Dave continues to publish his ideas based on what we learn and then gets critiqued on what has been written in the past. We continue to be a part of the evolution of the future of HR and work with clients to implement these "ideas with impact" as we learn. For example, we have experimented with COEs that are based not on HR activities (recruiting, OD, training and development) but around the business capabilities that deliver investor and customer confidence in the future (speed, innovation, customer connectivity etc) with cross functional experts staffed around these deliverables. We have talked about this as the challenge to shift from HR activities to business deliverables and then to organize HR across not within these silos.
    We welcome the opportunity to discuss and be a valued player in the future of HR with your readers.

  • by Trish Frick 1/08/2016 12:59:01 PM

    The perspective needs to move from "how should HR (as an entity) provide services and structure itself" to "how should managers gain the expertise they need to manager the talent management lifecycle basics"!!!! The perspective also need to move from a focus on a generational analysis of any one role.

    "HR is everyone's business" but especially Managers.

    Executives (of any 'generation)' need to bite the bullet and have in place a robust manager induction, ongoing professional development program and succession strategy which reflects good basics, creates networks and communities of practice, promotes collaboration and compelling experiences, embeds knowledge and resource sharing systems (e.g. LMS's and similar) and responds to the patterns and issues of the day/month/year.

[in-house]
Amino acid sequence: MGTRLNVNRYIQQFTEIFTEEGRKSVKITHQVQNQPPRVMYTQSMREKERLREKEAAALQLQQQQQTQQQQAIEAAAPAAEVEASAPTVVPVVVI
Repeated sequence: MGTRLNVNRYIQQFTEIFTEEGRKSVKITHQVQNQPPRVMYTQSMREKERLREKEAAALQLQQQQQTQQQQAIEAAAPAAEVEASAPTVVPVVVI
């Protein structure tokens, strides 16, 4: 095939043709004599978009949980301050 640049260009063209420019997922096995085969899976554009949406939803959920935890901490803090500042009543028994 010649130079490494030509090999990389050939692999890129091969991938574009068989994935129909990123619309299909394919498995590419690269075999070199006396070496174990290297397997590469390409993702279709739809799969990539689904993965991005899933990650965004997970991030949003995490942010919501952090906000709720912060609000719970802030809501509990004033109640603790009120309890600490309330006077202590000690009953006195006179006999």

Leaders need to set clear standards related to risk analyses that suit the business, and communicate that to Managers > Level 3 and 2 HR work deeply involves the local managers, with Level 3 being ‘everyday’ HR, and Level 2 being ‘complex’ HR work. Level 1 is HR work that requires direct intervention and control by HR; specialist IR, WHS and case management in all areas of talent management.

    Experts must be identified as having 'the right stuff' for people management and if not, provided with alternative career pathways. Standards must be set in this regard or else we risk running the same treadmill we have for decades - asking the wrong questions and relying on the wrong answers; focusing on improvements to HR instead of building local talent management confidence, resilience and 'toolboxes'.

    This then provides HR with a focus on the systems, workflows and tools to either 'buy, build or borrow' > with HR practitioners building their capabilities and specialities: in content, as 'connectors' and 'coordinators', system and workflow co-creators. Our role is to showcase the talent management lifecycle and key tools for managers, support managers as they work as coaches and with their teams to meet and exceed performance standards with the 'right' combination of learning options, and build confidence so managers and performers can take responsibility for their own performance and development.

    HR for too long has had a tendency to want to 'own' talent tools, when we should be the 'architects' of performance experiences: building the right platforms with the right materials and letting those living in those performances spaces to get on with it.